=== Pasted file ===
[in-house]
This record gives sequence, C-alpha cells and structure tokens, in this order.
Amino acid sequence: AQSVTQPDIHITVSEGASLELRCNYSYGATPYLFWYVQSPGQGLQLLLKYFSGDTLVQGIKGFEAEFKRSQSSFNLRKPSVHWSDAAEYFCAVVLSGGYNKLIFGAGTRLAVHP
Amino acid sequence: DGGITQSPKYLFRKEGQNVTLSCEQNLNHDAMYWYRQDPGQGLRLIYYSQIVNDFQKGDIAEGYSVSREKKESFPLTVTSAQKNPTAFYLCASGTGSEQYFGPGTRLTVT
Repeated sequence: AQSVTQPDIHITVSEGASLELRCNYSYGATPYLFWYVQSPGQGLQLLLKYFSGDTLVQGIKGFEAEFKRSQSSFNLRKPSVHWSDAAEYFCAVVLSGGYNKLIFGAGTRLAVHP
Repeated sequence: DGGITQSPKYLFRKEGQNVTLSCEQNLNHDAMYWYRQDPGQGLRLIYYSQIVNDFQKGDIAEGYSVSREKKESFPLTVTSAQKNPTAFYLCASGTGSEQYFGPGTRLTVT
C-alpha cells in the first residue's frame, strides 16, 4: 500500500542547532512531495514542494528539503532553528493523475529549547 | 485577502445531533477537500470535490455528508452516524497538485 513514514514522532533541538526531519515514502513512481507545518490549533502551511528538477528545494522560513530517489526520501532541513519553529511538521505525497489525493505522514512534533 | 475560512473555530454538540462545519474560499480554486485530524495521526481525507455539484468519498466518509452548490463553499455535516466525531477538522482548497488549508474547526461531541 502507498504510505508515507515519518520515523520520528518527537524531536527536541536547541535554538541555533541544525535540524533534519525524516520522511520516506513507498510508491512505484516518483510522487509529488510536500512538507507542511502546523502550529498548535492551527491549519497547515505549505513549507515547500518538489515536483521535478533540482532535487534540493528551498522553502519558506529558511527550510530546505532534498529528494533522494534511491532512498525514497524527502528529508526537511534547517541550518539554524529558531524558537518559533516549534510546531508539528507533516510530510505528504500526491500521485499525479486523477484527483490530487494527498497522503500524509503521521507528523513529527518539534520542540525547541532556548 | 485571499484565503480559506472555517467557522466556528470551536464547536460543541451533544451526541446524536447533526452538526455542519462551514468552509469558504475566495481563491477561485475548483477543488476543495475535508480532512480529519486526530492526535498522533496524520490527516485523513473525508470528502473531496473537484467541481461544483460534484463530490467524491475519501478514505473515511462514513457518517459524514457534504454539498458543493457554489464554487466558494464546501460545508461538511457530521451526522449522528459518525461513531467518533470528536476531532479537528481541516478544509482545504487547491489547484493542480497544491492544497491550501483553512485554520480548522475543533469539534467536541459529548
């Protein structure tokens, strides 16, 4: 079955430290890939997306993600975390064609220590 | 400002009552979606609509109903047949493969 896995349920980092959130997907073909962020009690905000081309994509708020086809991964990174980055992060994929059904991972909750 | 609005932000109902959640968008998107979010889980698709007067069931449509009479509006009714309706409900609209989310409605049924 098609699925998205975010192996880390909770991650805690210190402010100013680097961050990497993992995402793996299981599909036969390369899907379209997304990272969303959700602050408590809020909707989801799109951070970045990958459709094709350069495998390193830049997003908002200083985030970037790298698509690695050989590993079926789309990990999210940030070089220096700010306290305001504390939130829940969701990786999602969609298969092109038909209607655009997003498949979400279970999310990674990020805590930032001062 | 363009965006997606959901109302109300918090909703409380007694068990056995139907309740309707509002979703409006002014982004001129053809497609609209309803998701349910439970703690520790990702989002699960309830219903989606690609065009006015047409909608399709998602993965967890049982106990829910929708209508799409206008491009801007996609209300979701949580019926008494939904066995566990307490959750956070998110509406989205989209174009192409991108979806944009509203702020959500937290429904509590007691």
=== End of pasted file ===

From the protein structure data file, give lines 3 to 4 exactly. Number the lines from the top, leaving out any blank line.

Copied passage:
Amino acid sequence: AQSVTQPDIHITVSEGASLELRCNYSYGATPYLFWYVQSPGQGLQLLLKYFSGDTLVQGIKGFEAEFKRSQSSFNLRKPSVHWSDAAEYFCAVVLSGGYNKLIFGAGTRLAVHP
Amino acid sequence: DGGITQSPKYLFRKEGQNVTLSCEQNLNHDAMYWYRQDPGQGLRLIYYSQIVNDFQKGDIAEGYSVSREKKESFPLTVTSAQKNPTAFYLCASGTGSEQYFGPGTRLTVT